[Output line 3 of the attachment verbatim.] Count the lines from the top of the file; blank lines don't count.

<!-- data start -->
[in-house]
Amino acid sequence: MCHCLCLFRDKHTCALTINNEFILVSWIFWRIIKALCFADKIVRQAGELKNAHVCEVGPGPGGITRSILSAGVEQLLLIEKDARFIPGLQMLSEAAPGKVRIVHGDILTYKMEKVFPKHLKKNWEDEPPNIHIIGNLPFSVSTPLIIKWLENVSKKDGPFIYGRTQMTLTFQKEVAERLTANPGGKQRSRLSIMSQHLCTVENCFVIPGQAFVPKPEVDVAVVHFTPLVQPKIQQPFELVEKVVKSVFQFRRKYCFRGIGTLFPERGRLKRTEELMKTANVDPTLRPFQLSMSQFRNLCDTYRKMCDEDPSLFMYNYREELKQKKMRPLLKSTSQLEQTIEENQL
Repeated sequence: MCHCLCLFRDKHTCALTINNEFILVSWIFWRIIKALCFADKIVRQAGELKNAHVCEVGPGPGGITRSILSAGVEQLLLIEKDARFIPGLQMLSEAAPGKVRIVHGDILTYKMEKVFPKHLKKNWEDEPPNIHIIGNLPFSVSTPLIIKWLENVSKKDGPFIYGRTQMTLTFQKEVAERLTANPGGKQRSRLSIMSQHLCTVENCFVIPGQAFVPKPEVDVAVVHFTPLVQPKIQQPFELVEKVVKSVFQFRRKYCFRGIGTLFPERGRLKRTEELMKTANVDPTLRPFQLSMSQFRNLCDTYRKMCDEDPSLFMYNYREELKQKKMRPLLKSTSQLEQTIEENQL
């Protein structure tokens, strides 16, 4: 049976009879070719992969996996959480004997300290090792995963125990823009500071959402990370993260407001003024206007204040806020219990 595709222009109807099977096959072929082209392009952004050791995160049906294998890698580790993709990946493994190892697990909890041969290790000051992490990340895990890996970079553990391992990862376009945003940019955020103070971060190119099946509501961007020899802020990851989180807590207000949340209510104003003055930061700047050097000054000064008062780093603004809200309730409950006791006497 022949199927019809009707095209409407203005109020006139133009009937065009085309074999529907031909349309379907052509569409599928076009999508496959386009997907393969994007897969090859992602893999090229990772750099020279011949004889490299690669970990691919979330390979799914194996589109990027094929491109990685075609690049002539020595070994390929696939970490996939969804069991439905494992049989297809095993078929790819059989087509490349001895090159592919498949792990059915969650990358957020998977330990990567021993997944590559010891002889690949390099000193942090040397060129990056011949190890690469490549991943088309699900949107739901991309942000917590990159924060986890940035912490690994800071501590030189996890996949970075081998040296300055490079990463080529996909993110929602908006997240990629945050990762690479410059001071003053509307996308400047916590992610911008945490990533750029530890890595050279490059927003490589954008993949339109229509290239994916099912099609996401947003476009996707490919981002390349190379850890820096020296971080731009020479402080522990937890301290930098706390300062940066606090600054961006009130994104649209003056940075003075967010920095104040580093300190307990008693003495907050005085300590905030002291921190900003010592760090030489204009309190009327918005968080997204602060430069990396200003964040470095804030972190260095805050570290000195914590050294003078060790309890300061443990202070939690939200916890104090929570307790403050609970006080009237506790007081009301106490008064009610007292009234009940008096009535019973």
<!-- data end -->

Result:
Repeated sequence: MCHCLCLFRDKHTCALTINNEFILVSWIFWRIIKALCFADKIVRQAGELKNAHVCEVGPGPGGITRSILSAGVEQLLLIEKDARFIPGLQMLSEAAPGKVRIVHGDILTYKMEKVFPKHLKKNWEDEPPNIHIIGNLPFSVSTPLIIKWLENVSKKDGPFIYGRTQMTLTFQKEVAERLTANPGGKQRSRLSIMSQHLCTVENCFVIPGQAFVPKPEVDVAVVHFTPLVQPKIQQPFELVEKVVKSVFQFRRKYCFRGIGTLFPERGRLKRTEELMKTANVDPTLRPFQLSMSQFRNLCDTYRKMCDEDPSLFMYNYREELKQKKMRPLLKSTSQLEQTIEENQL